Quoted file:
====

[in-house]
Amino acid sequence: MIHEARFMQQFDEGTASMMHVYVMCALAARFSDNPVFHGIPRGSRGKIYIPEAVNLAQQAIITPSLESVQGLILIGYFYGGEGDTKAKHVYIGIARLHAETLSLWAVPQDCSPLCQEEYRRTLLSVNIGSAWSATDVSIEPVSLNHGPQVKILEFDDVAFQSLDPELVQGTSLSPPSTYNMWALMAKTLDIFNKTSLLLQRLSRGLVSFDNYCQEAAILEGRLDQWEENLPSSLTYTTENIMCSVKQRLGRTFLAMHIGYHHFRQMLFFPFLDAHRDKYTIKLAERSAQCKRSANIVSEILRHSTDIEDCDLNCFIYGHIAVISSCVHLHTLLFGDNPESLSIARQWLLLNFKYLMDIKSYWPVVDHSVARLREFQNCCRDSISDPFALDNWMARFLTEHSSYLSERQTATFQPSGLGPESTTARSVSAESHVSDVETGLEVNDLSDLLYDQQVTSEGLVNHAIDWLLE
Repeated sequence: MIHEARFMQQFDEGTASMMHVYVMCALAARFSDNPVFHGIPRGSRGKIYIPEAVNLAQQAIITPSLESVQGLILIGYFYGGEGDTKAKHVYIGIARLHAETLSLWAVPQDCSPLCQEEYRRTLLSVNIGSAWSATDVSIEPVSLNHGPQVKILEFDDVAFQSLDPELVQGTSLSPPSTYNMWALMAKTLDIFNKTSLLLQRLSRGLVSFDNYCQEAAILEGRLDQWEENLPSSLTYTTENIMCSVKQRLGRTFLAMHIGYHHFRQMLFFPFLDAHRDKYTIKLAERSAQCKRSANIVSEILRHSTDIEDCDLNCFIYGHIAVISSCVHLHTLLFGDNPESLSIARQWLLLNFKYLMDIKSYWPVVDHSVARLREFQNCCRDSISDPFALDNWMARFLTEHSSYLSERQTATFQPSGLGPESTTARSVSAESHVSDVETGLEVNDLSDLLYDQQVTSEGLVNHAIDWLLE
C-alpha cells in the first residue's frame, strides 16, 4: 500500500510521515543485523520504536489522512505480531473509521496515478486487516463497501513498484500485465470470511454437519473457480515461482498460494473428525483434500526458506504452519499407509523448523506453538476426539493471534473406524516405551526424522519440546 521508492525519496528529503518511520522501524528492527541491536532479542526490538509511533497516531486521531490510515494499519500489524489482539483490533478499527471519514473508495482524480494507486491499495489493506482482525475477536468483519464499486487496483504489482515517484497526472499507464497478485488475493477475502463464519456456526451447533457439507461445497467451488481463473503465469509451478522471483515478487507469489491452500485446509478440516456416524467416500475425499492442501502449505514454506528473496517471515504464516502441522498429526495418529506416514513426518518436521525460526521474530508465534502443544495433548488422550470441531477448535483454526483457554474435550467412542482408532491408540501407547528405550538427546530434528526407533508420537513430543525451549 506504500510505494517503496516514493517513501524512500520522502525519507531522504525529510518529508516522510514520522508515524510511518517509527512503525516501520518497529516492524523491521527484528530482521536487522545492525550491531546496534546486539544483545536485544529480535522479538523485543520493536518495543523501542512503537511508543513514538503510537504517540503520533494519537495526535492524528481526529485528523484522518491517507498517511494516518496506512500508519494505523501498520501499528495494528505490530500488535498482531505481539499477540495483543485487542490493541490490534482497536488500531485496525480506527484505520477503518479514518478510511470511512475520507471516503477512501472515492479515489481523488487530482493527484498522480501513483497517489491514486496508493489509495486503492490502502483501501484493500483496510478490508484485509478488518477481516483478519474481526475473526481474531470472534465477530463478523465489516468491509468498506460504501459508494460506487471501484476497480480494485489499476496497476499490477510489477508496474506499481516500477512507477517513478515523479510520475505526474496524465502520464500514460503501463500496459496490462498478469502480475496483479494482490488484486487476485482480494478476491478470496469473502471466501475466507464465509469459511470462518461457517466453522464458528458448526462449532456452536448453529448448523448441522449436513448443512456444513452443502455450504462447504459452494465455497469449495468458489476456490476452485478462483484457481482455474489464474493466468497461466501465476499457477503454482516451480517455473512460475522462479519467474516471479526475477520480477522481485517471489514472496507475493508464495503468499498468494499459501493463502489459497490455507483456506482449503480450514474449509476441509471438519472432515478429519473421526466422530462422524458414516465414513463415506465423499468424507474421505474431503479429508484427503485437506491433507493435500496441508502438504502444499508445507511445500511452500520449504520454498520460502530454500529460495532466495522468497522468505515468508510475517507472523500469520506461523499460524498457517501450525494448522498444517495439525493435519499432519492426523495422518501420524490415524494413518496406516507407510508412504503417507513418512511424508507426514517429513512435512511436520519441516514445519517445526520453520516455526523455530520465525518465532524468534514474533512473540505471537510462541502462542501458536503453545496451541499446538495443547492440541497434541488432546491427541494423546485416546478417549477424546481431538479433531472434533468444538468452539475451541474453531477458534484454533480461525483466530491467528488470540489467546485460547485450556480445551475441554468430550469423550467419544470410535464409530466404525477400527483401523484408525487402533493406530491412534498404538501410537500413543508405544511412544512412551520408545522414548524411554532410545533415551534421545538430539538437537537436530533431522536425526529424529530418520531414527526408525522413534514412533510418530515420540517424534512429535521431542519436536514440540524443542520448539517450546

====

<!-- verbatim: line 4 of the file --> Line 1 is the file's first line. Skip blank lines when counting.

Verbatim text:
C-alpha cells in the first residue's frame, strides 16, 4: 500500500510521515543485523520504536489522512505480531473509521496515478486487516463497501513498484500485465470470511454437519473457480515461482498460494473428525483434500526458506504452519499407509523448523506453538476426539493471534473406524516405551526424522519440546 521508492525519496528529503518511520522501524528492527541491536532479542526490538509511533497516531486521531490510515494499519500489524489482539483490533478499527471519514473508495482524480494507486491499495489493506482482525475477536468483519464499486487496483504489482515517484497526472499507464497478485488475493477475502463464519456456526451447533457439507461445497467451488481463473503465469509451478522471483515478487507469489491452500485446509478440516456416524467416500475425499492442501502449505514454506528473496517471515504464516502441522498429526495418529506416514513426518518436521525460526521474530508465534502443544495433548488422550470441531477448535483454526483457554474435550467412542482408532491408540501407547528405550538427546530434528526407533508420537513430543525451549 506504500510505494517503496516514493517513501524512500520522502525519507531522504525529510518529508516522510514520522508515524510511518517509527512503525516501520518497529516492524523491521527484528530482521536487522545492525550491531546496534546486539544483545536485544529480535522479538523485543520493536518495543523501542512503537511508543513514538503510537504517540503520533494519537495526535492524528481526529485528523484522518491517507498517511494516518496506512500508519494505523501498520501499528495494528505490530500488535498482531505481539499477540495483543485487542490493541490490534482497536488500531485496525480506527484505520477503518479514518478510511470511512475520507471516503477512501472515492479515489481523488487530482493527484498522480501513483497517489491514486496508493489509495486503492490502502483501501484493500483496510478490508484485509478488518477481516483478519474481526475473526481474531470472534465477530463478523465489516468491509468498506460504501459508494460506487471501484476497480480494485489499476496497476499490477510489477508496474506499481516500477512507477517513478515523479510520475505526474496524465502520464500514460503501463500496459496490462498478469502480475496483479494482490488484486487476485482480494478476491478470496469473502471466501475466507464465509469459511470462518461457517466453522464458528458448526462449532456452536448453529448448523448441522449436513448443512456444513452443502455450504462447504459452494465455497469449495468458489476456490476452485478462483484457481482455474489464474493466468497461466501465476499457477503454482516451480517455473512460475522462479519467474516471479526475477520480477522481485517471489514472496507475493508464495503468499498468494499459501493463502489459497490455507483456506482449503480450514474449509476441509471438519472432515478429519473421526466422530462422524458414516465414513463415506465423499468424507474421505474431503479429508484427503485437506491433507493435500496441508502438504502444499508445507511445500511452500520449504520454498520460502530454500529460495532466495522468497522468505515468508510475517507472523500469520506461523499460524498457517501450525494448522498444517495439525493435519499432519492426523495422518501420524490415524494413518496406516507407510508412504503417507513418512511424508507426514517429513512435512511436520519441516514445519517445526520453520516455526523455530520465525518465532524468534514474533512473540505471537510462541502462542501458536503453545496451541499446538495443547492440541497434541488432546491427541494423546485416546478417549477424546481431538479433531472434533468444538468452539475451541474453531477458534484454533480461525483466530491467528488470540489467546485460547485450556480445551475441554468430550469423550467419544470410535464409530466404525477400527483401523484408525487402533493406530491412534498404538501410537500413543508405544511412544512412551520408545522414548524411554532410545533415551534421545538430539538437537537436530533431522536425526529424529530418520531414527526408525522413534514412533510418530515420540517424534512429535521431542519436536514440540524443542520448539517450546